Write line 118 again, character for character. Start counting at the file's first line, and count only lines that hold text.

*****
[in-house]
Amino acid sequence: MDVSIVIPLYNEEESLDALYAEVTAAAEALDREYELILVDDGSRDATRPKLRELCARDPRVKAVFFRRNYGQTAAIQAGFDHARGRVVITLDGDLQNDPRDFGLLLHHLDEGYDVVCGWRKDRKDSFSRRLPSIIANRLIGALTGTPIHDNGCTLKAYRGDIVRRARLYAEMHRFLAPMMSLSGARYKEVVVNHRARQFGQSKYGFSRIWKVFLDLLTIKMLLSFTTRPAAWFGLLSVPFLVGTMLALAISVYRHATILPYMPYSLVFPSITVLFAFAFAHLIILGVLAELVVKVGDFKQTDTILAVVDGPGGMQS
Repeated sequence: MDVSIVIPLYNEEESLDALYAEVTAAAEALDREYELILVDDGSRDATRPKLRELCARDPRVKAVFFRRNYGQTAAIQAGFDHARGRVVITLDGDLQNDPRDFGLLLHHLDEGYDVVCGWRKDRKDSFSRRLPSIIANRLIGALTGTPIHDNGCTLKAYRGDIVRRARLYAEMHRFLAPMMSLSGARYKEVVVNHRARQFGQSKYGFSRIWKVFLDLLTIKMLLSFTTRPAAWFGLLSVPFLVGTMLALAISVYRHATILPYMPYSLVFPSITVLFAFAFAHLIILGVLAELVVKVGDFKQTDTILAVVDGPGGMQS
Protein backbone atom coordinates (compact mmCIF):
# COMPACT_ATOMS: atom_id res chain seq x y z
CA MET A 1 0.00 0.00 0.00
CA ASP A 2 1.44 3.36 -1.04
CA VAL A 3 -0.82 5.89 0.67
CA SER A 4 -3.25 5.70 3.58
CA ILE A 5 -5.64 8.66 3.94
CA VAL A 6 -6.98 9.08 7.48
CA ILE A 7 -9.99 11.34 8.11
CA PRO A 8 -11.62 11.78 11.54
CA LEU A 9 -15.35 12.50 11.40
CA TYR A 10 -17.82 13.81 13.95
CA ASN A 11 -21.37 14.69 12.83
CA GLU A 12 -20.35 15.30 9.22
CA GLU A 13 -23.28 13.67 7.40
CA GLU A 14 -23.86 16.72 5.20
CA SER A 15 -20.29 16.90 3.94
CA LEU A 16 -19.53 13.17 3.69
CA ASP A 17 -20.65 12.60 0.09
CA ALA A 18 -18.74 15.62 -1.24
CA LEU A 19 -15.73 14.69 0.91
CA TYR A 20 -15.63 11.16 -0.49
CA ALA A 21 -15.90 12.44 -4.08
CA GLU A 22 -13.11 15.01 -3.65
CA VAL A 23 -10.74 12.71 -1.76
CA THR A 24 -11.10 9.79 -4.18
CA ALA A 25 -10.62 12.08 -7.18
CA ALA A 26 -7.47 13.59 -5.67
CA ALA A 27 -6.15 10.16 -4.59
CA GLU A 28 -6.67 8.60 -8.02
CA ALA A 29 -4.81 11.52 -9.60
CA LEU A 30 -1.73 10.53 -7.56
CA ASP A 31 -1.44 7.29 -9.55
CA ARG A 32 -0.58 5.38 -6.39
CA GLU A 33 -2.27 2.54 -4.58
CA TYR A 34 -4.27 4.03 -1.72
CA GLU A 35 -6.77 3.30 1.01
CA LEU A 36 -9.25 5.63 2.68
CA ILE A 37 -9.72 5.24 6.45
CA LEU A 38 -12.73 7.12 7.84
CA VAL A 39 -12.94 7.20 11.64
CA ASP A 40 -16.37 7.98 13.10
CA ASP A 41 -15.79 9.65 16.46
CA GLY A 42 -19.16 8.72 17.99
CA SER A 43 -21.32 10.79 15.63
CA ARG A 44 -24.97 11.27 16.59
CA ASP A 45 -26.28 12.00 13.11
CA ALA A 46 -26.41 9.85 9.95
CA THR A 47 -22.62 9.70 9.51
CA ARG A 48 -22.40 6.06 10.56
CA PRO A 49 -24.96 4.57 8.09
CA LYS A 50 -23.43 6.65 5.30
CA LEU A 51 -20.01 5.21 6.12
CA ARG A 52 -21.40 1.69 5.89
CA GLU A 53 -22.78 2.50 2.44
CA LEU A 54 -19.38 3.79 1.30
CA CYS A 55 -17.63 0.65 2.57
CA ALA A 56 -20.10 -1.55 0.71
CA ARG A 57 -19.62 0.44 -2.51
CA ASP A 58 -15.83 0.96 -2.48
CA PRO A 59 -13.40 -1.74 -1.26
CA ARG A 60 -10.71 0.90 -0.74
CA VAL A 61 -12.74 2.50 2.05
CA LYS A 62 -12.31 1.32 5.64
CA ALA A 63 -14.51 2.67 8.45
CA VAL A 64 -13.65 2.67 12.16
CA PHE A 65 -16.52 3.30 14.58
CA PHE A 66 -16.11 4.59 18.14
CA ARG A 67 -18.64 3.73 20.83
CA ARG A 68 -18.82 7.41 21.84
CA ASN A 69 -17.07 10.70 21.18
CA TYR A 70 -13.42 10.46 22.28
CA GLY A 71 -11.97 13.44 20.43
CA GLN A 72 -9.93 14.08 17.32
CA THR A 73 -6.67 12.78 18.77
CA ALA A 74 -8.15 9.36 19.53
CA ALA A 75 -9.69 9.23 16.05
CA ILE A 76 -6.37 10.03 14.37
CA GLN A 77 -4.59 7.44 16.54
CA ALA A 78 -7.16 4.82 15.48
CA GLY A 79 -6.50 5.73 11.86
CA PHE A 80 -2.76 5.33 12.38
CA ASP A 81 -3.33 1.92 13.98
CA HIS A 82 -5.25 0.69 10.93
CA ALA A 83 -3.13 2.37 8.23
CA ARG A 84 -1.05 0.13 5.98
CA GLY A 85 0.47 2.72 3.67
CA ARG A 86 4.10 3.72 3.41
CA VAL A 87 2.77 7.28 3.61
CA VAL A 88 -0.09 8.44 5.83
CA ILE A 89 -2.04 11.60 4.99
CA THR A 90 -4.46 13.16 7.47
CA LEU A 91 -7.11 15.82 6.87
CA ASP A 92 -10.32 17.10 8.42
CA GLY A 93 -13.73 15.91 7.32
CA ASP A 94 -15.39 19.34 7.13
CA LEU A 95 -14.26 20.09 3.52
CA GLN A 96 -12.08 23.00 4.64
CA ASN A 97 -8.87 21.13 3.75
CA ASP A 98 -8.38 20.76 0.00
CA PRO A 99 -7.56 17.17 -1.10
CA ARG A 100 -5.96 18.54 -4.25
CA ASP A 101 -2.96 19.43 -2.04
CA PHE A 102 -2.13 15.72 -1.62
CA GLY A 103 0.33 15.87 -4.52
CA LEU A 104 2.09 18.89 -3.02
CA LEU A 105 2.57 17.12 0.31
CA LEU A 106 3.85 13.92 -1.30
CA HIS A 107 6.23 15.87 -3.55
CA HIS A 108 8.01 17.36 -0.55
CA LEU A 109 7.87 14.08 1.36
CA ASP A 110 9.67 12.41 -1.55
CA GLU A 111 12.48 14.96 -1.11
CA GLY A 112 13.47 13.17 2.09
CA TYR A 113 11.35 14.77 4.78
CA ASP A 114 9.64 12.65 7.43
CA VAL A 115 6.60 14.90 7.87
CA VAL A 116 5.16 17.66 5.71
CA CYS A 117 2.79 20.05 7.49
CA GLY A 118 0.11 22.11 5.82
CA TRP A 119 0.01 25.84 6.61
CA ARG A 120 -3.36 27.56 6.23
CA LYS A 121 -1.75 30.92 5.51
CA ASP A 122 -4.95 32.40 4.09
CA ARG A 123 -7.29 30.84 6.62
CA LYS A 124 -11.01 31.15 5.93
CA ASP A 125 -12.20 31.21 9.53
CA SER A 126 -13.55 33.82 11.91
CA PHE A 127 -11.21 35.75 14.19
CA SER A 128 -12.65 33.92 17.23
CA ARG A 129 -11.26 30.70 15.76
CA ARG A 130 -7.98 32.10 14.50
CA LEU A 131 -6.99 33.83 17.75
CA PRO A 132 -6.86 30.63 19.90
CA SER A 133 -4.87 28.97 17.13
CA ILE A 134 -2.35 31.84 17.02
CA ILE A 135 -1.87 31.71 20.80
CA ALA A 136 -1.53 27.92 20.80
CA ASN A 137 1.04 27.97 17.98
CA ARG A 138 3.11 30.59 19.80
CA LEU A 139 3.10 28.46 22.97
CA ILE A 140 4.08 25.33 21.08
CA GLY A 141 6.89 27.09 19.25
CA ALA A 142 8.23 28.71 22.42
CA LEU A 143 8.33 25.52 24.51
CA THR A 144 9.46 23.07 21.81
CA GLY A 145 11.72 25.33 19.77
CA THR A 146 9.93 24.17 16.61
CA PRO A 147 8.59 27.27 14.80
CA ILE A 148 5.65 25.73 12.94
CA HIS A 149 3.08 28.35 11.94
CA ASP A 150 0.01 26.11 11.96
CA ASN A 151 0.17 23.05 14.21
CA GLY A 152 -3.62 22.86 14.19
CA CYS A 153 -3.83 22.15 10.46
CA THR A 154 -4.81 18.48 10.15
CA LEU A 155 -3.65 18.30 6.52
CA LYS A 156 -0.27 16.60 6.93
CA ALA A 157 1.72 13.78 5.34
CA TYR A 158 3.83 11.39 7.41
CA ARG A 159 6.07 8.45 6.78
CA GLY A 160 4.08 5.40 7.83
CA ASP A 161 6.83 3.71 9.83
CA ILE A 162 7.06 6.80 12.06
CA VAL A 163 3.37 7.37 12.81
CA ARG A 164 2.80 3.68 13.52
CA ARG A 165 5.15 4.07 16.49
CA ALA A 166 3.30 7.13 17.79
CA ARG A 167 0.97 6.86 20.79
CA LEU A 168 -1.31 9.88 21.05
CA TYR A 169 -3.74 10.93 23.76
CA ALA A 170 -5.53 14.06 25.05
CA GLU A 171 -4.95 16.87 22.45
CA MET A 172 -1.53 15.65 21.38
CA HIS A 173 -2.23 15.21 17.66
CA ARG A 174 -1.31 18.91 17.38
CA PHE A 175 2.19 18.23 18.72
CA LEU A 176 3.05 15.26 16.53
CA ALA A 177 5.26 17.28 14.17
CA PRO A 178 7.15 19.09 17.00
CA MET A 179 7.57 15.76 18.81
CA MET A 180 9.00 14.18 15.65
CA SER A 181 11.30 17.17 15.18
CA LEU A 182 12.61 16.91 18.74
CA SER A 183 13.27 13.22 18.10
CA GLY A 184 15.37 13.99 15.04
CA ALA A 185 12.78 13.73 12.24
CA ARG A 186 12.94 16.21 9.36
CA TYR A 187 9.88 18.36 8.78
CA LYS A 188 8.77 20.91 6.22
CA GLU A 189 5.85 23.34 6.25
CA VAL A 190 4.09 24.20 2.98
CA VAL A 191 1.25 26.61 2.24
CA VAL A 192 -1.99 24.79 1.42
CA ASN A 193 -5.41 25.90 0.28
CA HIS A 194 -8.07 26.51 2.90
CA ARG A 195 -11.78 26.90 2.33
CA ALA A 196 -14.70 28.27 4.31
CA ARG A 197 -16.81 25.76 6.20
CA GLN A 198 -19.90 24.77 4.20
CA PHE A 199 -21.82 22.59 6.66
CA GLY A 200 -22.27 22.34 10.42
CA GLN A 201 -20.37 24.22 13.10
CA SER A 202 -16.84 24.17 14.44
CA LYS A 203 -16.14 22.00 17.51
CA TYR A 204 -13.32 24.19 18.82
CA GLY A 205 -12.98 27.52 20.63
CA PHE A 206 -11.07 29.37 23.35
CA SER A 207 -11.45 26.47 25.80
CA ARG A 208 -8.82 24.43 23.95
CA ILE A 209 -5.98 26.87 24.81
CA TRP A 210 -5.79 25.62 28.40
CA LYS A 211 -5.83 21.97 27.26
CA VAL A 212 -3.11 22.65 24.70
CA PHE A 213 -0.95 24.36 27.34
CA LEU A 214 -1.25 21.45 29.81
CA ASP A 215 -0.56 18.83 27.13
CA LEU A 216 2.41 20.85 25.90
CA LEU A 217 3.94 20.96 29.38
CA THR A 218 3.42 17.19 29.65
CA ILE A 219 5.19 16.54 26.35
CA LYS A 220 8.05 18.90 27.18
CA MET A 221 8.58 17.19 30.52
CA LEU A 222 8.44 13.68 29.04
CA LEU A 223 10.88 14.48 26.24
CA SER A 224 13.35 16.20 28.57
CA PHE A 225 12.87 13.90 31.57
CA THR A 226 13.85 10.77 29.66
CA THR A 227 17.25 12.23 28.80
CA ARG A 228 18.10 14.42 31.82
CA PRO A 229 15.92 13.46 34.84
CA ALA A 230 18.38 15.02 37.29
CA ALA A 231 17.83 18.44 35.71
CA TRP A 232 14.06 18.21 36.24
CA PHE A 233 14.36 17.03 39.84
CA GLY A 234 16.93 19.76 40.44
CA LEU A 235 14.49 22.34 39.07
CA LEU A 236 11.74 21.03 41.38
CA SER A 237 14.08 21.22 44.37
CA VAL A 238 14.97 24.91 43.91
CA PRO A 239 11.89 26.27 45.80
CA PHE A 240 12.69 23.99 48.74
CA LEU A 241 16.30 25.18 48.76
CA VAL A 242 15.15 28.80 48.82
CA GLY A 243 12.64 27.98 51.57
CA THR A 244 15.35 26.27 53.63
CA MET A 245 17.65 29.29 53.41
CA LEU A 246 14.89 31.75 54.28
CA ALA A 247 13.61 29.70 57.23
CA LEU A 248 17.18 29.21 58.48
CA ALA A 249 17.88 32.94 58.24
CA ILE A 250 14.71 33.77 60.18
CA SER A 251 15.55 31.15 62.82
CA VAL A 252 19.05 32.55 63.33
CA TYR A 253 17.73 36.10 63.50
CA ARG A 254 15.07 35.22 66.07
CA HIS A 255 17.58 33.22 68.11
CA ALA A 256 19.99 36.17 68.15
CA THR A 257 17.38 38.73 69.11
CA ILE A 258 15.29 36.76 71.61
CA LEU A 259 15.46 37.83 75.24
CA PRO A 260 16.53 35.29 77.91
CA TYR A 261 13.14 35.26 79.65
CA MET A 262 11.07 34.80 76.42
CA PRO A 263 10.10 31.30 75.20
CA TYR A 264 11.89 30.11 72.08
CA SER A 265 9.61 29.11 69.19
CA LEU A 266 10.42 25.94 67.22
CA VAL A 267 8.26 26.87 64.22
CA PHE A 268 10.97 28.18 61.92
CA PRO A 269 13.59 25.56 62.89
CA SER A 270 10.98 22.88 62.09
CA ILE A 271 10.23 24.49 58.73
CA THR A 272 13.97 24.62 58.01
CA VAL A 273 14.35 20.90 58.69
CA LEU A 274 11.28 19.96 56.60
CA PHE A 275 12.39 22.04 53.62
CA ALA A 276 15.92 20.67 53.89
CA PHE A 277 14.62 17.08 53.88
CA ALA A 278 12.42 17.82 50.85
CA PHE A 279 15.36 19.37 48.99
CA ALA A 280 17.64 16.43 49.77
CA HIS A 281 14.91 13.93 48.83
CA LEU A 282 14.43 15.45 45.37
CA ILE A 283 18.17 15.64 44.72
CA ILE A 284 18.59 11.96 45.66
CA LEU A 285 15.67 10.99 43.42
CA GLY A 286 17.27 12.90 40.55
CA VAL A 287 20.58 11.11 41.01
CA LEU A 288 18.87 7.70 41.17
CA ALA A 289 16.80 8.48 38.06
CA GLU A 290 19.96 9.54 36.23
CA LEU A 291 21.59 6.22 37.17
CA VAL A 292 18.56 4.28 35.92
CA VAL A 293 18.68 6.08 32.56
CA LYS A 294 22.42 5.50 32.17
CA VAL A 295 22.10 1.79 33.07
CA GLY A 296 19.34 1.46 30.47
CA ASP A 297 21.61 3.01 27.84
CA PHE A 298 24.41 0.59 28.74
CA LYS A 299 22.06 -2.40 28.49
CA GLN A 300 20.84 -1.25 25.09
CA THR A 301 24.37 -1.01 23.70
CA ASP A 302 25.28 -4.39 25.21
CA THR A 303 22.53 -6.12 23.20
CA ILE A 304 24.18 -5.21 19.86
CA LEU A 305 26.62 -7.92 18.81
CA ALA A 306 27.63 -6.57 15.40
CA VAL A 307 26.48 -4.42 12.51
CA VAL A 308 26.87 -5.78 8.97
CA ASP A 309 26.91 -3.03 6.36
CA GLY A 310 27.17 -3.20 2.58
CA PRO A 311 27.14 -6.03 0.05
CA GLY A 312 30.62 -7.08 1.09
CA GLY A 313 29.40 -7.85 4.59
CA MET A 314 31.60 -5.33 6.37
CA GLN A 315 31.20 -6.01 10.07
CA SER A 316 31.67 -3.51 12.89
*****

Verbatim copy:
CA TYR A 113 11.35 14.77 4.78